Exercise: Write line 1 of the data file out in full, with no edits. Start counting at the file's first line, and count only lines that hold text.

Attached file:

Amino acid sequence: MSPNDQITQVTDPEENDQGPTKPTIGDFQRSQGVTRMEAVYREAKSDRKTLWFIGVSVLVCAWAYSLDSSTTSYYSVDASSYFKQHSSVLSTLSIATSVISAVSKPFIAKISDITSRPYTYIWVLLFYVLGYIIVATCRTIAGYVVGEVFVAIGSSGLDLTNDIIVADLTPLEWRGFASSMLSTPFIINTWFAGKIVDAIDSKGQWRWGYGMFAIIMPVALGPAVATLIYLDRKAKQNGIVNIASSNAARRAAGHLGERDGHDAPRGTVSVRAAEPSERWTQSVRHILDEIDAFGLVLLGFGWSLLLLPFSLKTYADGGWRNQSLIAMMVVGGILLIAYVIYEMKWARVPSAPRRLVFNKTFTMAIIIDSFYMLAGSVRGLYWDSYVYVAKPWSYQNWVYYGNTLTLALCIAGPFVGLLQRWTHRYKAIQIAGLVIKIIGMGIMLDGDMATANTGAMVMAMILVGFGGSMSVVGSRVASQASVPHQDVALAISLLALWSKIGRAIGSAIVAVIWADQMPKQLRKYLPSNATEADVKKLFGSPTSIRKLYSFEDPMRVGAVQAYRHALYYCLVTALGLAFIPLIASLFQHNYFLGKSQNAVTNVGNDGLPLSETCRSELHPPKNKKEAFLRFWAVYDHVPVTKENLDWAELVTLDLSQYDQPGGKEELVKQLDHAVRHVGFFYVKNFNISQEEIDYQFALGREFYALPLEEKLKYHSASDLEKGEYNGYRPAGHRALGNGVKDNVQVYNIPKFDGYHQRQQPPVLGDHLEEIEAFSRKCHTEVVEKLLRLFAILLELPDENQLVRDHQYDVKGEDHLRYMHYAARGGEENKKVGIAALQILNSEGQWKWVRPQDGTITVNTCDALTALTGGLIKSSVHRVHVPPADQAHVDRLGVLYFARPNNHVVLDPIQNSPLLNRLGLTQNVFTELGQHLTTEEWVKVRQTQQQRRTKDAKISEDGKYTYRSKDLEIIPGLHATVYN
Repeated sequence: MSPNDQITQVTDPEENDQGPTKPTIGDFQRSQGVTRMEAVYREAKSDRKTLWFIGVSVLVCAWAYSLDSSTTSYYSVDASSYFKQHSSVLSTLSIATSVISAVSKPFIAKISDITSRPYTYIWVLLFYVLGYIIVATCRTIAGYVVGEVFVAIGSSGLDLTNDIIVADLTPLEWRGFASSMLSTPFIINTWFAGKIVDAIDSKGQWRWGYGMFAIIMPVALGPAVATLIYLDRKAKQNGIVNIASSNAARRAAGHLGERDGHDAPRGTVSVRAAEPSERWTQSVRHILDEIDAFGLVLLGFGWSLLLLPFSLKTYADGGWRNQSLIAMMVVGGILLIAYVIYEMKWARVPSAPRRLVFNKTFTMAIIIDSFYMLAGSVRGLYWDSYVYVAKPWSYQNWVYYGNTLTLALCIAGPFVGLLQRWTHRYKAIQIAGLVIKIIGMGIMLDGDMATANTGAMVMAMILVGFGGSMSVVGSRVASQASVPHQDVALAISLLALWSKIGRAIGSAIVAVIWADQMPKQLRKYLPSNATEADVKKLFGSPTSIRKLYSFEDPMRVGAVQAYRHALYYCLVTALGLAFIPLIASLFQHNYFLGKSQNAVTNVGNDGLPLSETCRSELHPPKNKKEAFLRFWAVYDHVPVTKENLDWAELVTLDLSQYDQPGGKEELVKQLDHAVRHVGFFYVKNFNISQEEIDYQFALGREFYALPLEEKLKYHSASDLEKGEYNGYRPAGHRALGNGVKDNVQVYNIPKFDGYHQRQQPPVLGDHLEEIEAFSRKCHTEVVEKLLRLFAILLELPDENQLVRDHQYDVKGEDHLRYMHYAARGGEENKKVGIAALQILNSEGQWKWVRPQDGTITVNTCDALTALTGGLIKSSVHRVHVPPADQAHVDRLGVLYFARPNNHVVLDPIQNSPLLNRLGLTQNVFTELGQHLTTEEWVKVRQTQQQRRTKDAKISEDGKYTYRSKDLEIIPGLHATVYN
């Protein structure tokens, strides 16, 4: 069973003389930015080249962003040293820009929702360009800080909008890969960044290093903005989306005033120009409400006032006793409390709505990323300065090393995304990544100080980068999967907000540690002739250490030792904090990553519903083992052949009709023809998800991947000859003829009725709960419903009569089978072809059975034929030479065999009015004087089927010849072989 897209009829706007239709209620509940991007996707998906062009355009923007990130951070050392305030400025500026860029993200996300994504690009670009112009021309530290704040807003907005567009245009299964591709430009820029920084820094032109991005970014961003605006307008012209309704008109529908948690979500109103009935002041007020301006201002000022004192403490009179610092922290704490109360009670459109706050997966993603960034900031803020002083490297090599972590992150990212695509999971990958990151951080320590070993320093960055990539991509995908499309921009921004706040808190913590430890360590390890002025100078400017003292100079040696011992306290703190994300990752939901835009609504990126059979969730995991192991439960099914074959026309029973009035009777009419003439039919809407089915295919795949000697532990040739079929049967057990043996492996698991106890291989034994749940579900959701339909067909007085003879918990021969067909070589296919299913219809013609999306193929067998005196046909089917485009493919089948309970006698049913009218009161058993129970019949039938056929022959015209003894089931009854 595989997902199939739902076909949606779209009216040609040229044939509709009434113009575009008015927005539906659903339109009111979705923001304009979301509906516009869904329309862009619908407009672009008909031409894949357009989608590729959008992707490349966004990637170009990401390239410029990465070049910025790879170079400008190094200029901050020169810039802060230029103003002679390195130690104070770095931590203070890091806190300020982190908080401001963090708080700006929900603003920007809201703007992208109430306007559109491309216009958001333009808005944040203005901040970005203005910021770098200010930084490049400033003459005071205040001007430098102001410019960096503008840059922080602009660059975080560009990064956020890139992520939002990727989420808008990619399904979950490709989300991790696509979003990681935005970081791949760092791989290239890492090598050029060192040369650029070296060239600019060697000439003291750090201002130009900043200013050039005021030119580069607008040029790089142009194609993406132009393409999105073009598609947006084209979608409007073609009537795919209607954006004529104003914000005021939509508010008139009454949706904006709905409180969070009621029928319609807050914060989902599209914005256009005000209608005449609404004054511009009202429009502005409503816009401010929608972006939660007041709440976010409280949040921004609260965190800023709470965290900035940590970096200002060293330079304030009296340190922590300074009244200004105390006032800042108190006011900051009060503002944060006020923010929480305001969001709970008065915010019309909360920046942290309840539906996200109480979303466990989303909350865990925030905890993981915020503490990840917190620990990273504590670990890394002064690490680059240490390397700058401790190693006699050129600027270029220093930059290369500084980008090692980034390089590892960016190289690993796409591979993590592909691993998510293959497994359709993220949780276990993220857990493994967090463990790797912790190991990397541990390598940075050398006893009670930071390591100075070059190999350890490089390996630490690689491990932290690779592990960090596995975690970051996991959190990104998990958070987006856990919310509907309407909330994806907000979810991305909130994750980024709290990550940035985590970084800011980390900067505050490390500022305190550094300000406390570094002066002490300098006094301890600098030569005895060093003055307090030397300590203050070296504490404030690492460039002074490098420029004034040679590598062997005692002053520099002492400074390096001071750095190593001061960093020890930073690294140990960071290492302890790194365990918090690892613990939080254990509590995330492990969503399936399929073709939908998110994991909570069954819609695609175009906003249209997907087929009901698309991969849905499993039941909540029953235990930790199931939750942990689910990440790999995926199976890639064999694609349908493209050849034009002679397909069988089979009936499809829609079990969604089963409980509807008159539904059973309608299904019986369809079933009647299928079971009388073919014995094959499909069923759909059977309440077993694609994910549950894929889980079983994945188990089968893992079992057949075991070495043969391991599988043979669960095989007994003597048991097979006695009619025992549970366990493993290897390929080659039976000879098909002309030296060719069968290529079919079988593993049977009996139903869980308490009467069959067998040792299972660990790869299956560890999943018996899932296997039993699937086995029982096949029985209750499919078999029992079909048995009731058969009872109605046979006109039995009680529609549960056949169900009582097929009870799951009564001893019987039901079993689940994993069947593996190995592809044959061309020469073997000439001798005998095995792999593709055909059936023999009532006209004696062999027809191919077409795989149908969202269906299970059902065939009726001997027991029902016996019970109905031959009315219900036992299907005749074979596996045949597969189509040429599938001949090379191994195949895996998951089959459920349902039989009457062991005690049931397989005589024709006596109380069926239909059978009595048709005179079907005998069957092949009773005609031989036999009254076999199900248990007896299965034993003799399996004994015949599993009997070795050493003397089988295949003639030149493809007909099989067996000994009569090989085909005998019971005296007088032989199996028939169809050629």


Amino acid sequence: MSPNDQITQVTDPEENDQGPTKPTIGDFQRSQGVTRMEAVYREAKSDRKTLWFIGVSVLVCAWAYSLDSSTTSYYSVDASSYFKQHSSVLSTLSIATSVISAVSKPFIAKISDITSRPYTYIWVLLFYVLGYIIVATCRTIAGYVVGEVFVAIGSSGLDLTNDIIVADLTPLEWRGFASSMLSTPFIINTWFAGKIVDAIDSKGQWRWGYGMFAIIMPVALGPAVATLIYLDRKAKQNGIVNIASSNAARRAAGHLGERDGHDAPRGTVSVRAAEPSERWTQSVRHILDEIDAFGLVLLGFGWSLLLLPFSLKTYADGGWRNQSLIAMMVVGGILLIAYVIYEMKWARVPSAPRRLVFNKTFTMAIIIDSFYMLAGSVRGLYWDSYVYVAKPWSYQNWVYYGNTLTLALCIAGPFVGLLQRWTHRYKAIQIAGLVIKIIGMGIMLDGDMATANTGAMVMAMILVGFGGSMSVVGSRVASQASVPHQDVALAISLLALWSKIGRAIGSAIVAVIWADQMPKQLRKYLPSNATEADVKKLFGSPTSIRKLYSFEDPMRVGAVQAYRHALYYCLVTALGLAFIPLIASLFQHNYFLGKSQNAVTNVGNDGLPLSETCRSELHPPKNKKEAFLRFWAVYDHVPVTKENLDWAELVTLDLSQYDQPGGKEELVKQLDHAVRHVGFFYVKNFNISQEEIDYQFALGREFYALPLEEKLKYHSASDLEKGEYNGYRPAGHRALGNGVKDNVQVYNIPKFDGYHQRQQPPVLGDHLEEIEAFSRKCHTEVVEKLLRLFAILLELPDENQLVRDHQYDVKGEDHLRYMHYAARGGEENKKVGIAALQILNSEGQWKWVRPQDGTITVNTCDALTALTGGLIKSSVHRVHVPPADQAHVDRLGVLYFARPNNHVVLDPIQNSPLLNRLGLTQNVFTELGQHLTTEEWVKVRQTQQQRRTKDAKISEDGKYTYRSKDLEIIPGLHATVYN